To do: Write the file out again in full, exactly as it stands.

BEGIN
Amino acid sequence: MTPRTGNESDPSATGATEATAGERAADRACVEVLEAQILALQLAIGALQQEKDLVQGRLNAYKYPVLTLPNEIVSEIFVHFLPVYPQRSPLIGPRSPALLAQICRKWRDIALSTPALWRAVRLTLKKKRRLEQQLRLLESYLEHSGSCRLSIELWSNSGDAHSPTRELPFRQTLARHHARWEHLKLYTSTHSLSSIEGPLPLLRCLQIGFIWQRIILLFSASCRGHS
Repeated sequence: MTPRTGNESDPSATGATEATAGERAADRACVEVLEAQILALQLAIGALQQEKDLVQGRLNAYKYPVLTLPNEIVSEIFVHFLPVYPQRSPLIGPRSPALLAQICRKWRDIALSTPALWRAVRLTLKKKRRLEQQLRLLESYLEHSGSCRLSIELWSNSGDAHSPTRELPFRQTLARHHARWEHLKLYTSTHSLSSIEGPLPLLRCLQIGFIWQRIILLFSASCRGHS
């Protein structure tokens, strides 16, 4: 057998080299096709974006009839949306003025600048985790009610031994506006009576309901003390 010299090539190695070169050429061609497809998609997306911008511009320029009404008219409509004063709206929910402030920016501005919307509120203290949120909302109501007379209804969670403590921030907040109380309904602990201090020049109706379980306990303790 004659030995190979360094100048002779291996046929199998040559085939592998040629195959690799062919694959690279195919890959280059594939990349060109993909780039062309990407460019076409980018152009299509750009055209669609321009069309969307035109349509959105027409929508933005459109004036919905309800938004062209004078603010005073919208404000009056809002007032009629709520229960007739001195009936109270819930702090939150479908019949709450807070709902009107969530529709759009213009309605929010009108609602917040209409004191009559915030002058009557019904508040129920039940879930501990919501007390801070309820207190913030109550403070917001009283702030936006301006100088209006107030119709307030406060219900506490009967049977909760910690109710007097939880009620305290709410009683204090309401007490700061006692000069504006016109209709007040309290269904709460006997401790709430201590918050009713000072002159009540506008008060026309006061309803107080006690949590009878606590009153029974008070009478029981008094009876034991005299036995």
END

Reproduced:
Amino acid sequence: MTPRTGNESDPSATGATEATAGERAADRACVEVLEAQILALQLAIGALQQEKDLVQGRLNAYKYPVLTLPNEIVSEIFVHFLPVYPQRSPLIGPRSPALLAQICRKWRDIALSTPALWRAVRLTLKKKRRLEQQLRLLESYLEHSGSCRLSIELWSNSGDAHSPTRELPFRQTLARHHARWEHLKLYTSTHSLSSIEGPLPLLRCLQIGFIWQRIILLFSASCRGHS
Repeated sequence: MTPRTGNESDPSATGATEATAGERAADRACVEVLEAQILALQLAIGALQQEKDLVQGRLNAYKYPVLTLPNEIVSEIFVHFLPVYPQRSPLIGPRSPALLAQICRKWRDIALSTPALWRAVRLTLKKKRRLEQQLRLLESYLEHSGSCRLSIELWSNSGDAHSPTRELPFRQTLARHHARWEHLKLYTSTHSLSSIEGPLPLLRCLQIGFIWQRIILLFSASCRGHS
């Protein structure tokens, strides 16, 4: 057998080299096709974006009839949306003025600048985790009610031994506006009576309901003390 010299090539190695070169050429061609497809998609997306911008511009320029009404008219409509004063709206929910402030920016501005919307509120203290949120909302109501007379209804969670403590921030907040109380309904602990201090020049109706379980306990303790 004659030995190979360094100048002779291996046929199998040559085939592998040629195959690799062919694959690279195919890959280059594939990349060109993909780039062309990407460019076409980018152009299509750009055209669609321009069309969307035109349509959105027409929508933005459109004036919905309800938004062209004078603010005073919208404000009056809002007032009629709520229960007739001195009936109270819930702090939150479908019949709450807070709902009107969530529709759009213009309605929010009108609602917040209409004191009559915030002058009557019904508040129920039940879930501990919501007390801070309820207190913030109550403070917001009283702030936006301006100088209006107030119709307030406060219900506490009967049977909760910690109710007097939880009620305290709410009683204090309401007490700061006692000069504006016109209709007040309290269904709460006997401790709430201590918050009713000072002159009540506008008060026309006061309803107080006690949590009878606590009153029974008070009478029981008094009876034991005299036995």